Key 2020 Stats: 57 G, 231 PA, 12 HR, 1 SB, .258 AVG, .361 OBP, .505 SLG, 131 OPS+
2020 WAR: 1.4
Following a pretty good rookie season in 2017, Ian Happ regressed in 2018 and spent much of 2019 in the minors.
The Chicago Cubs simply needed Happ to cut down on whiffs after he had carried an ugly 36.1 strikeout percentage in 2018. He especially had to improve against fastballs, which bedeviled him with a 24.1 percent whiff rate within the strike zone in '18.
Happ has answered that call and lowered his strikeout rate to a reasonable 26.4 percent since his return in 2019. He's likewise drawn walks at an 11.6 percent clip, and he's coming off career bests for average exit velocity (90.5 mph) and hard-hit rate (48.5 percent) in 2020.
Hence how Happ has racked up a 130 OPS+ and 23 homers in 115 games since his banishment ended. He'll be one of the league's top offensive center fielders if he keeps that up in 2021.
7. Ramon Laureano, Oakland Athletics
Key 2020 Stats: 54 G, 222 PA, 6 HR, 2 SB, .213 AVG, .338 OBP, .366 SLG, 100 OPS+
2020 WAR: 1.5
Ramon Laureano wasn't on many radars going into 2018. That changed when he made a categorically absurd throw from the warning track to complete a double play in August of that year.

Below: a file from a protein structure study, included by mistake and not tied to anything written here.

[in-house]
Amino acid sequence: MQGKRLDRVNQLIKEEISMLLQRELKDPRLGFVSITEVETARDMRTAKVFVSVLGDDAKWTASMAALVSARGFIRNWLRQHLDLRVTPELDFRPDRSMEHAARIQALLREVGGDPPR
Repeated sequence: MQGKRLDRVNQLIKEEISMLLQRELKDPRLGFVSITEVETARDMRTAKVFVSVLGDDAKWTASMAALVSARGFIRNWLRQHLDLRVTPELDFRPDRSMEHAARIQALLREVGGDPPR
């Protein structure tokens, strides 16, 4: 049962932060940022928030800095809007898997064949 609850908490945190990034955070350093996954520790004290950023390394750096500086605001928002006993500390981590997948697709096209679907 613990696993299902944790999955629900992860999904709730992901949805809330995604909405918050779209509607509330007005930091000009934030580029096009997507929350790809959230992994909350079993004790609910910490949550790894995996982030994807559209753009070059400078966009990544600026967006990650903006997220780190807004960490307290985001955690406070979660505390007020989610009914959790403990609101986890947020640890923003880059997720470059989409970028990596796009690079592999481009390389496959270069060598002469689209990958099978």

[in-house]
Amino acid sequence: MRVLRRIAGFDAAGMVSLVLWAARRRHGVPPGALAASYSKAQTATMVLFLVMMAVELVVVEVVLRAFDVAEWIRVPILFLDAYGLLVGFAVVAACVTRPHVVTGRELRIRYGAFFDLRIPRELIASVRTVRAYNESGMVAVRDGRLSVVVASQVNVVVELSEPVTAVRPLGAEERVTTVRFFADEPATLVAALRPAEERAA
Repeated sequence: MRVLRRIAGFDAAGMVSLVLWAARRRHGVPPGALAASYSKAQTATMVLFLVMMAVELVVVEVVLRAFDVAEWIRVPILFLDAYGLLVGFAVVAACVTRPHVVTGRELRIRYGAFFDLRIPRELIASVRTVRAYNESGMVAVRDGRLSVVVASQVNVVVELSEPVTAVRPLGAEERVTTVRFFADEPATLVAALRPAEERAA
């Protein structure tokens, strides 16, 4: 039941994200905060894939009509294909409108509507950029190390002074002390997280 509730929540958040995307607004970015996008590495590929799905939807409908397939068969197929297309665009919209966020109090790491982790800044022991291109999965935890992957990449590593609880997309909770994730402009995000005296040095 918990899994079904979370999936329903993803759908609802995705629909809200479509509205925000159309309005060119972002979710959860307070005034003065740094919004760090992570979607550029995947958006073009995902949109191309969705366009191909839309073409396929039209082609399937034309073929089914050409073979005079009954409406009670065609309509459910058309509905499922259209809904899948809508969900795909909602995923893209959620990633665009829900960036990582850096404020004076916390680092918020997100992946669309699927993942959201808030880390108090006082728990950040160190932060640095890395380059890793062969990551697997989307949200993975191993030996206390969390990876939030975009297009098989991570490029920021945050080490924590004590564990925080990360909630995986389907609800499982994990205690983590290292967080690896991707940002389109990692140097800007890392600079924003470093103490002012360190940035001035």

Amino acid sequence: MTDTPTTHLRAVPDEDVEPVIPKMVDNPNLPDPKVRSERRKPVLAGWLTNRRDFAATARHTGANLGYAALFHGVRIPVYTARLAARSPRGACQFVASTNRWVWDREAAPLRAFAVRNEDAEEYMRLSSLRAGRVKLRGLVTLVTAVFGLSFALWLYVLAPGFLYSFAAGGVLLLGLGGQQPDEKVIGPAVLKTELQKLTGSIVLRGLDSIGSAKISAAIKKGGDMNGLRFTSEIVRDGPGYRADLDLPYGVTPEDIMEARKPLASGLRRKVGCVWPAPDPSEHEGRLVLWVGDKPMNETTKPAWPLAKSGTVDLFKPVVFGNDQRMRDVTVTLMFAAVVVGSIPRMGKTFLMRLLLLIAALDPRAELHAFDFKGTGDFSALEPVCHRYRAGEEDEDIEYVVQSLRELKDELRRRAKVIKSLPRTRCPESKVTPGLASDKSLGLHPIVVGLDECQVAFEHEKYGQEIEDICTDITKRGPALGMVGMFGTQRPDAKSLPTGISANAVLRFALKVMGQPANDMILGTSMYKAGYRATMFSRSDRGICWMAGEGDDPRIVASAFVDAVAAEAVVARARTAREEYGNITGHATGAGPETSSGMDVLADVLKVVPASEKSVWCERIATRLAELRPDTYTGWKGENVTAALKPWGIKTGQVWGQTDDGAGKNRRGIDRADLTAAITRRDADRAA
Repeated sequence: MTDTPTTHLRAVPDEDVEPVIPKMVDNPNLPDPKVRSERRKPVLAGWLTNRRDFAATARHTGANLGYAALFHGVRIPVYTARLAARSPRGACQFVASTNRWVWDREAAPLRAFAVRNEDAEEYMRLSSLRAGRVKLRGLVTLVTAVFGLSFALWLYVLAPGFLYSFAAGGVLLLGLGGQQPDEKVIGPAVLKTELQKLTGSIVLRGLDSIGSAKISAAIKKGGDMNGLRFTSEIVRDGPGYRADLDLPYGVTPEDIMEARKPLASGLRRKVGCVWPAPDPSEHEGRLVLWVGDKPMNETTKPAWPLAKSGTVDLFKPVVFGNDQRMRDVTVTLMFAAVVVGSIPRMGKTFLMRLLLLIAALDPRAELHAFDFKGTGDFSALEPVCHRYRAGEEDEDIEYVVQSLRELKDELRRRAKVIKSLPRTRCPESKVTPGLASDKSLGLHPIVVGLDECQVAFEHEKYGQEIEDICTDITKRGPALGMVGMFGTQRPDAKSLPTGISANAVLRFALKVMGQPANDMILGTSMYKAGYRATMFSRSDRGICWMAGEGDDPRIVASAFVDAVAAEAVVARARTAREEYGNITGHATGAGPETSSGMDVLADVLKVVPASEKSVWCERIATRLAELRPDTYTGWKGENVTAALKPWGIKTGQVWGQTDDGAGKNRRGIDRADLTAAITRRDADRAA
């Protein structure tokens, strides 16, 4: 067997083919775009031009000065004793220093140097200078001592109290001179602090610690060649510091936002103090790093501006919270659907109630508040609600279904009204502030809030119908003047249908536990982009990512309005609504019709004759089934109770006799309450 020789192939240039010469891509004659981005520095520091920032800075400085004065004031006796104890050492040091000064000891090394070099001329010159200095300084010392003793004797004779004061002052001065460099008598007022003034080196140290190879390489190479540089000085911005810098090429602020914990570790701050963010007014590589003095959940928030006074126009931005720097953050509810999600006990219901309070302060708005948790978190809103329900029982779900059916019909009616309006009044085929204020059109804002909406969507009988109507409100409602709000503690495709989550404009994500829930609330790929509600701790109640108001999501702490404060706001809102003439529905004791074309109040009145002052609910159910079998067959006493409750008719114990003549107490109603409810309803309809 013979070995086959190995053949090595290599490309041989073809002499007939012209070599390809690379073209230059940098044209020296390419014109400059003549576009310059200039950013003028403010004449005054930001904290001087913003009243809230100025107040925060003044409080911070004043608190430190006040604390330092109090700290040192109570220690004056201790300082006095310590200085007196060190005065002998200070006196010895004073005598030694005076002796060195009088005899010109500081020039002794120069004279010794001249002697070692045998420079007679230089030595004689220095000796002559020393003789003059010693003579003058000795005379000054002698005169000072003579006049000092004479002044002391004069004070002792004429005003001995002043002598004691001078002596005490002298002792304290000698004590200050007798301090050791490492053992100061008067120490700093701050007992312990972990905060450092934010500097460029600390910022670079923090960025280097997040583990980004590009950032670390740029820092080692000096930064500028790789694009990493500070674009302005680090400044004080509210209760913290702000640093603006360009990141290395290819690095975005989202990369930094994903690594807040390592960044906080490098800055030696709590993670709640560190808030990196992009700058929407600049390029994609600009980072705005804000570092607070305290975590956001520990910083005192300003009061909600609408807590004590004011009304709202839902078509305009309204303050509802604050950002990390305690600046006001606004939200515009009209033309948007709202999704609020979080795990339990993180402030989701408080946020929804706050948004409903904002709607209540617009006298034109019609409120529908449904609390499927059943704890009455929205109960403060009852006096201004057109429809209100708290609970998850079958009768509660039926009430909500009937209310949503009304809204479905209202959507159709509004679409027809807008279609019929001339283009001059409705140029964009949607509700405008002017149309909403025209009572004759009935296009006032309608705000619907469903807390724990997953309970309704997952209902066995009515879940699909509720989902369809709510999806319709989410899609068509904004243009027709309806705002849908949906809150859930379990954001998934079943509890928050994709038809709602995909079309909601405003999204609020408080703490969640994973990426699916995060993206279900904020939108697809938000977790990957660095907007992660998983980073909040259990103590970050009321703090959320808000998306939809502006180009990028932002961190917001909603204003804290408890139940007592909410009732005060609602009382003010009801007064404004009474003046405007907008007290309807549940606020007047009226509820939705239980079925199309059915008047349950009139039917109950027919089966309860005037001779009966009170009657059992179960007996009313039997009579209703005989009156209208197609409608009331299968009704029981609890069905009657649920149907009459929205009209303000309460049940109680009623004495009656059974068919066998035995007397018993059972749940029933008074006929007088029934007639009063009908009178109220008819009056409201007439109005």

Apropos of that, nobody will be surprised to hear Laureano's defense has generally been in the black for outs above average, defensive runs saved and ultimate zone rating. If he keeps it up, he's bound to win a Gold Glove eventually.
Offensively, last year was a letdown for Laureano after he had provided the Oakland Athletics with a 129 OPS+ across 2018 and 2019. Yet there were positives, including the lowest swing rate and highest contact rate of his career.
Ideally, Laureano will carry those improvements over and get back to hitting the ball hard in 2021. If so, we'll witness the best version of a player who's already fifth among center fielders in rWAR since 2018.
6. Luis Robert, Chicago White Sox